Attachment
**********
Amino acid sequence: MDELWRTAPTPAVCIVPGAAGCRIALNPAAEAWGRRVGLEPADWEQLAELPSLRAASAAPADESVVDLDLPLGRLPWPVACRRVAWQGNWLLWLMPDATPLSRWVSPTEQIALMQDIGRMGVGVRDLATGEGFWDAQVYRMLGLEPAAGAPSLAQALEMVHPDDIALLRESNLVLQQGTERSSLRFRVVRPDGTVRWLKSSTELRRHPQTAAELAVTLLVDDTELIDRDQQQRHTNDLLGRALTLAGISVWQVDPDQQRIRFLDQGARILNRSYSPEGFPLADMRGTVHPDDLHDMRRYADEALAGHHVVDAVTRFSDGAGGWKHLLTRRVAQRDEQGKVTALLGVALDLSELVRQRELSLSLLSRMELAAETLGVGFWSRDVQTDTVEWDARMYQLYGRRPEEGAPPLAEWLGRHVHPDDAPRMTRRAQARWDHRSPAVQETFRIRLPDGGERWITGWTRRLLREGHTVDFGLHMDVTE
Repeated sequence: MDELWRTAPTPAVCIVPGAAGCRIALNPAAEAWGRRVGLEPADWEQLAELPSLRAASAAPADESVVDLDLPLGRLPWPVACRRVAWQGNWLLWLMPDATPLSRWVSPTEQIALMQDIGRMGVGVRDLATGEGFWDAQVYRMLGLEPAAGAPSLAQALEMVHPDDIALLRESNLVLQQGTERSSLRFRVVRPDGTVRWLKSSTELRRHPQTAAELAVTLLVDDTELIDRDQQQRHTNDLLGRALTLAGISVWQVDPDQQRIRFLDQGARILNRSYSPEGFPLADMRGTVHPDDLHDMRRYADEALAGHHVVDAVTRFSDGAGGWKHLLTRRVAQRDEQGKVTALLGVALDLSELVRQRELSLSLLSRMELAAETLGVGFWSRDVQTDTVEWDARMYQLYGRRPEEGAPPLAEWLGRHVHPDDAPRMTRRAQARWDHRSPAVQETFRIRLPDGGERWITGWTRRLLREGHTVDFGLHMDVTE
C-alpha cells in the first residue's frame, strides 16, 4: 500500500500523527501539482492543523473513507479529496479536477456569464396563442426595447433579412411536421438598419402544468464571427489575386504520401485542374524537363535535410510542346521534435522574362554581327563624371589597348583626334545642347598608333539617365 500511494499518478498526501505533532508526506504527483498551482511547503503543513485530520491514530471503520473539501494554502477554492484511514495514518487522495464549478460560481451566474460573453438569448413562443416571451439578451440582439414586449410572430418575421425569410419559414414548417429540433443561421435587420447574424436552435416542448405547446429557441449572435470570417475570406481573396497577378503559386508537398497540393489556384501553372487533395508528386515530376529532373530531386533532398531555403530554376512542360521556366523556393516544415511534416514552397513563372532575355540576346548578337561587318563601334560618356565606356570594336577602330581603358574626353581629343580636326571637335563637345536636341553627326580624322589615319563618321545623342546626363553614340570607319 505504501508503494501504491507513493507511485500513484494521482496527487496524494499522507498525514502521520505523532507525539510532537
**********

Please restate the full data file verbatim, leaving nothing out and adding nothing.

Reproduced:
Amino acid sequence: MDELWRTAPTPAVCIVPGAAGCRIALNPAAEAWGRRVGLEPADWEQLAELPSLRAASAAPADESVVDLDLPLGRLPWPVACRRVAWQGNWLLWLMPDATPLSRWVSPTEQIALMQDIGRMGVGVRDLATGEGFWDAQVYRMLGLEPAAGAPSLAQALEMVHPDDIALLRESNLVLQQGTERSSLRFRVVRPDGTVRWLKSSTELRRHPQTAAELAVTLLVDDTELIDRDQQQRHTNDLLGRALTLAGISVWQVDPDQQRIRFLDQGARILNRSYSPEGFPLADMRGTVHPDDLHDMRRYADEALAGHHVVDAVTRFSDGAGGWKHLLTRRVAQRDEQGKVTALLGVALDLSELVRQRELSLSLLSRMELAAETLGVGFWSRDVQTDTVEWDARMYQLYGRRPEEGAPPLAEWLGRHVHPDDAPRMTRRAQARWDHRSPAVQETFRIRLPDGGERWITGWTRRLLREGHTVDFGLHMDVTE
Repeated sequence: MDELWRTAPTPAVCIVPGAAGCRIALNPAAEAWGRRVGLEPADWEQLAELPSLRAASAAPADESVVDLDLPLGRLPWPVACRRVAWQGNWLLWLMPDATPLSRWVSPTEQIALMQDIGRMGVGVRDLATGEGFWDAQVYRMLGLEPAAGAPSLAQALEMVHPDDIALLRESNLVLQQGTERSSLRFRVVRPDGTVRWLKSSTELRRHPQTAAELAVTLLVDDTELIDRDQQQRHTNDLLGRALTLAGISVWQVDPDQQRIRFLDQGARILNRSYSPEGFPLADMRGTVHPDDLHDMRRYADEALAGHHVVDAVTRFSDGAGGWKHLLTRRVAQRDEQGKVTALLGVALDLSELVRQRELSLSLLSRMELAAETLGVGFWSRDVQTDTVEWDARMYQLYGRRPEEGAPPLAEWLGRHVHPDDAPRMTRRAQARWDHRSPAVQETFRIRLPDGGERWITGWTRRLLREGHTVDFGLHMDVTE
C-alpha cells in the first residue's frame, strides 16, 4: 500500500500523527501539482492543523473513507479529496479536477456569464396563442426595447433579412411536421438598419402544468464571427489575386504520401485542374524537363535535410510542346521534435522574362554581327563624371589597348583626334545642347598608333539617365 500511494499518478498526501505533532508526506504527483498551482511547503503543513485530520491514530471503520473539501494554502477554492484511514495514518487522495464549478460560481451566474460573453438569448413562443416571451439578451440582439414586449410572430418575421425569410419559414414548417429540433443561421435587420447574424436552435416542448405547446429557441449572435470570417475570406481573396497577378503559386508537398497540393489556384501553372487533395508528386515530376529532373530531386533532398531555403530554376512542360521556366523556393516544415511534416514552397513563372532575355540576346548578337561587318563601334560618356565606356570594336577602330581603358574626353581629343580636326571637335563637345536636341553627326580624322589615319563618321545623342546626363553614340570607319 505504501508503494501504491507513493507511485500513484494521482496527487496524494499522507498525514502521520505523532507525539510532537